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High tech and here to stay

My Take | August 7, 2015 | By:

The growth of advanced technologies in medical and biomedical textiles cannot be denied. A recent report, “Medical Textiles Market: Global Trends, Demand and Forecast 2015-2019” released by, says that the global medical textiles market is expected to grow at a CAGR of 3.87 percent from 2015-2019. The report also says that the “medical textiles market is one of the fastest growing business-vertical of the technical textiles segment.”

Under the broad “medical textiles” umbrella are a variety of niche markets and products—many highly specialized and custom designed for a specific purpose. A good way to determine just how enduring these technologies, textiles and their products will be is to take a look at consumer acceptance and growth. Far infrared therapy, for example, has been viewed with skepticism, but take another look, and you can start with Marie O’Mahony’s feature, “Directions in medical textiles and their end products.”

There are some clear indicators that many advanced technologies in textile development and their end products have a foothold and will continue to flourish and grow. “Wearables” have created more independence for the patient to monitor his or her own status and smart textiles respond to a patient’s needs—sometimes without the patient even knowing it.

O’Mahony’s article also discusses how designers are using existing technologies to create new products for enhanced treatments for all kinds of medical needs. Not every “breakthrough” has to start at square one. “Advanced textiles—and smart materials in particular—form a significant component in health and wellness products, particularly those designed for the home market rather than hospital care,” O’Mahony says.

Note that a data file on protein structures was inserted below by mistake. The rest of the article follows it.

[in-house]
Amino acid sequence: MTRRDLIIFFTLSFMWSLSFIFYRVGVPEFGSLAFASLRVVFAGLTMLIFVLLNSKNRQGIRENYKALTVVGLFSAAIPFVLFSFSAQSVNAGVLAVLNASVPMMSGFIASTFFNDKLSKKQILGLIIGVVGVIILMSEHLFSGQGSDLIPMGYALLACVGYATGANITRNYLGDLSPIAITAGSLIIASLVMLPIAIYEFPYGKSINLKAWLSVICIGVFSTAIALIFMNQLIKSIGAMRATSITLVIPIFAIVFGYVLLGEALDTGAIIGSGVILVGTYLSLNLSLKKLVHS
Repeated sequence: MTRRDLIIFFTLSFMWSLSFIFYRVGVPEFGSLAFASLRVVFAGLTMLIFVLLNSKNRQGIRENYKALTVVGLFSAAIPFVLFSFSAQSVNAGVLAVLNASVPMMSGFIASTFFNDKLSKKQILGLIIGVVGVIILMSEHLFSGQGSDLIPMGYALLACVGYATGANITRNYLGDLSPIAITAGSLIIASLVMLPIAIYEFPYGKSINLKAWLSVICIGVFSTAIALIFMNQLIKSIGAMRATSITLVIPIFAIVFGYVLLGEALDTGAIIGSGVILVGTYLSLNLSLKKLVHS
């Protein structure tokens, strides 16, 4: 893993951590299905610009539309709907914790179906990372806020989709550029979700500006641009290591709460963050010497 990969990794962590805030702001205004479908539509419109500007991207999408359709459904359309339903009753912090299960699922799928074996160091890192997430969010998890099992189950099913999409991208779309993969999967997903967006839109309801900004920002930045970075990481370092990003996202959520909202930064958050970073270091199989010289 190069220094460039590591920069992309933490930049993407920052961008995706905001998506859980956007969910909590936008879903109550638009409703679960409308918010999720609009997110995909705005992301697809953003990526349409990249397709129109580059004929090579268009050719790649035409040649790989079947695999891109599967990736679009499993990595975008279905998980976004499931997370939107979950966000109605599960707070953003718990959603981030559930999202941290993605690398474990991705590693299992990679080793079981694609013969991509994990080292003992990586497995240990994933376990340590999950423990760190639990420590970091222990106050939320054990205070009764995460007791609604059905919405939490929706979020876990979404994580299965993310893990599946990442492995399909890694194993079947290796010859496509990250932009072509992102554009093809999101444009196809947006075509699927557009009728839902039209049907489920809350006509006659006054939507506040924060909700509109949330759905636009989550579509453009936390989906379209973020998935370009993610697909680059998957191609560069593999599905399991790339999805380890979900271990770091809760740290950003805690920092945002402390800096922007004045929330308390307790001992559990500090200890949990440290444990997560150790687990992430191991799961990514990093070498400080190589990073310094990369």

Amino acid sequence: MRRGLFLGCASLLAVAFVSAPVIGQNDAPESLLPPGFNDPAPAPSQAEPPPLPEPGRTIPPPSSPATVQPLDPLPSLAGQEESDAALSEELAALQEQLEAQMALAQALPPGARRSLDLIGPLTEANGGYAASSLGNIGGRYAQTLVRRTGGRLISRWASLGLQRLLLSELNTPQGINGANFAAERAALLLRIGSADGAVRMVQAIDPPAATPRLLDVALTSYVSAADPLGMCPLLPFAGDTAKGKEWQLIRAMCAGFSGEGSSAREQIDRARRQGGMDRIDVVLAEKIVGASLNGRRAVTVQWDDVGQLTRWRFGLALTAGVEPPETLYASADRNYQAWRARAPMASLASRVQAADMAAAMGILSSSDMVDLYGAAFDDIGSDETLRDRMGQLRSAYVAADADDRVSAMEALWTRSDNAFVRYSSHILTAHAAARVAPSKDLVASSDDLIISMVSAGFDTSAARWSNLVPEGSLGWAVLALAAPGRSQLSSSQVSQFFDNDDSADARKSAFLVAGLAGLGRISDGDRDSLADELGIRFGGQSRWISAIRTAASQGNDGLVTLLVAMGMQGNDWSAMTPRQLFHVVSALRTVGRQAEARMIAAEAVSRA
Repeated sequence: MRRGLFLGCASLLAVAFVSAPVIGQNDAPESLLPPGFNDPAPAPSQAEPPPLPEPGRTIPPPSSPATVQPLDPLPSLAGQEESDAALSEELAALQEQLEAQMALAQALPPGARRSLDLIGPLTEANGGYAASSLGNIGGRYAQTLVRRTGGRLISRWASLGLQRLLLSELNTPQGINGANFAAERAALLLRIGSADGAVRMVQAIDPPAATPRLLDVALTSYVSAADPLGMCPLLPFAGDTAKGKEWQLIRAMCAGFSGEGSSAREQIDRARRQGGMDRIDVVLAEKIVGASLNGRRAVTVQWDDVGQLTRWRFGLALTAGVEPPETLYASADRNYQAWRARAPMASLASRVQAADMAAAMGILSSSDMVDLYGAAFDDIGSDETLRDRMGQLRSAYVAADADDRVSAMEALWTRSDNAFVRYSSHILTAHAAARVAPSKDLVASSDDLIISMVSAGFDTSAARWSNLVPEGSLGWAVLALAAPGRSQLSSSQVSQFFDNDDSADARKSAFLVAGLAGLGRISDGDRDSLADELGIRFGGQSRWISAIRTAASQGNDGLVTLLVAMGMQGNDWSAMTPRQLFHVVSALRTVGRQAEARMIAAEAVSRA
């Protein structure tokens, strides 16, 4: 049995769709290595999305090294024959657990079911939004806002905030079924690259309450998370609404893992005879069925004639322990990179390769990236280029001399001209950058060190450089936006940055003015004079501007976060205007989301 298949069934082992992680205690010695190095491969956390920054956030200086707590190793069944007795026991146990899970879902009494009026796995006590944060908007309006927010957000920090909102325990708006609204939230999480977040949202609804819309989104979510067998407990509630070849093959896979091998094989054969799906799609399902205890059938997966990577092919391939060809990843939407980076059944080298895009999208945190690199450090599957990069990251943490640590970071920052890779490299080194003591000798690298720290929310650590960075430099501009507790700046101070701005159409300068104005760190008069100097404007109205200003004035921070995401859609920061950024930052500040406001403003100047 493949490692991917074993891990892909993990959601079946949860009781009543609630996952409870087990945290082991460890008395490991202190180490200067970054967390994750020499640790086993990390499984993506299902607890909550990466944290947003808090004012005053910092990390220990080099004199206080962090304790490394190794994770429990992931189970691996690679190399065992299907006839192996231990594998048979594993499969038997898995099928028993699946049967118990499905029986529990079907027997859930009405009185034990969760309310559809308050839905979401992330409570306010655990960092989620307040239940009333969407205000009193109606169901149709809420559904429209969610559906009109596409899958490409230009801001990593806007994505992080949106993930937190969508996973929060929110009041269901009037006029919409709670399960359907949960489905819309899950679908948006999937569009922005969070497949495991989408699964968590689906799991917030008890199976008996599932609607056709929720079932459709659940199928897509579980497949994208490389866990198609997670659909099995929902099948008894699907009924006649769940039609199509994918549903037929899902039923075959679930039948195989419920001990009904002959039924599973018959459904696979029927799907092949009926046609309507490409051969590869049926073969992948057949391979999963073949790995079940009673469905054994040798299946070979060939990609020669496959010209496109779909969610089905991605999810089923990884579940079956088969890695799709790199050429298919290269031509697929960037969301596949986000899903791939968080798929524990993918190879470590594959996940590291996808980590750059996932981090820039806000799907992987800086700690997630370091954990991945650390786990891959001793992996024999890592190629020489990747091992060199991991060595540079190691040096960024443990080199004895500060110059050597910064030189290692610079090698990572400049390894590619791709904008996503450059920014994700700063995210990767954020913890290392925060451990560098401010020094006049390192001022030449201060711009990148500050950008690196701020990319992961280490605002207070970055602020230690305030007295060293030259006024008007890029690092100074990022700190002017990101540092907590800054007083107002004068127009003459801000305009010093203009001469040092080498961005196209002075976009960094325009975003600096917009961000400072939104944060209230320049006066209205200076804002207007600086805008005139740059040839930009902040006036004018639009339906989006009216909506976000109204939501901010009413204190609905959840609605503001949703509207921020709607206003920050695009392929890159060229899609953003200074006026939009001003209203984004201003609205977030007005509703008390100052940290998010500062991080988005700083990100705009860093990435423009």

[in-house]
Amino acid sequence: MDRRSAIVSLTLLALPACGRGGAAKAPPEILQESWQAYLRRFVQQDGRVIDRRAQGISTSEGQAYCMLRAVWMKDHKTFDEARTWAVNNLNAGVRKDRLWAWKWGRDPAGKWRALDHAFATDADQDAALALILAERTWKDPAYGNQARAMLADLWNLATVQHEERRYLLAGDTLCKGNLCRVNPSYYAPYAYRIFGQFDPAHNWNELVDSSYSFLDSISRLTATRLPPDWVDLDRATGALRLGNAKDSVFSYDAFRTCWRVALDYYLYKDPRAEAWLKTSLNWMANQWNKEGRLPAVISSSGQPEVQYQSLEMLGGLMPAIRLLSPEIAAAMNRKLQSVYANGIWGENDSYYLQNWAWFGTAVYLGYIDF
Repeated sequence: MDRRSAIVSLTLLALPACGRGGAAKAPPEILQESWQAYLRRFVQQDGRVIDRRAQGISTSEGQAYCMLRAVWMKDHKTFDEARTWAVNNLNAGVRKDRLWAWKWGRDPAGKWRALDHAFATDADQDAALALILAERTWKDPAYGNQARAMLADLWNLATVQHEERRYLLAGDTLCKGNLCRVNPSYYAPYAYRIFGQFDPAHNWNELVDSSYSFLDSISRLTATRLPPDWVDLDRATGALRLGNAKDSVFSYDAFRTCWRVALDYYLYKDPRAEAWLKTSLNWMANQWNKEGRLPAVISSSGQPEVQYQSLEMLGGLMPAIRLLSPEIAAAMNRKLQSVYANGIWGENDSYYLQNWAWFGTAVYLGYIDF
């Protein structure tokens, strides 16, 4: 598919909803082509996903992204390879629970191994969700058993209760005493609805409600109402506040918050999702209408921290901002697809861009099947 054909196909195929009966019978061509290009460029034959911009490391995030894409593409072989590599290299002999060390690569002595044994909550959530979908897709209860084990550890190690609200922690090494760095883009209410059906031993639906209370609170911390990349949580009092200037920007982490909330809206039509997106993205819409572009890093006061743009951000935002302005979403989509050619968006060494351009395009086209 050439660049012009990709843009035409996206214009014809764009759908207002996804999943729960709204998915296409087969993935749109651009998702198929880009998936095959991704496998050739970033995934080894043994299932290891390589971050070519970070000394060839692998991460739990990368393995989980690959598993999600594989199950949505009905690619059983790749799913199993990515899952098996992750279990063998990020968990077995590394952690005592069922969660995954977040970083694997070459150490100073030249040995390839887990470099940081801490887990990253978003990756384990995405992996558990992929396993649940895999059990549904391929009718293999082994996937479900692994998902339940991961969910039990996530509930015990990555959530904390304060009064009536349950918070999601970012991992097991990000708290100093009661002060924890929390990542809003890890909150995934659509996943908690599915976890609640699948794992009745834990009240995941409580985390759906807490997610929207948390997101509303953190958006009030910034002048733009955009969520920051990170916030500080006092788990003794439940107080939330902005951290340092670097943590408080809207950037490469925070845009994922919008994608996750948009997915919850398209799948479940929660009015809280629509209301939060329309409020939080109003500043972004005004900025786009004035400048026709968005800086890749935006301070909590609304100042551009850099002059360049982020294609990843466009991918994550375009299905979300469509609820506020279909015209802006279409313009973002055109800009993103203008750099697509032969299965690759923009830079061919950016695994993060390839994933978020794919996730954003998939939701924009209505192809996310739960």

I was recently at a conference in California (not textile industry related) and happened to meet a woman at the hotel whose husband had just had heart surgery at a nearby hospital. In the course of the discussion, I learned that a biomedical textile stent discussed in a recent article on this site (see “Smaller, ‘smarter,’ and versatile”) may very well have been used in his procedure. (The doctor showed her the device, and she described it to me perfectly.) I shouldn’t be surprised. In fact, you might think, “So …?” What that tells me is that advanced technologies in medical textiles have “so arrived” that the question has quickly moved on to, “how many more places can these technologies be useful to patients and health care providers?”

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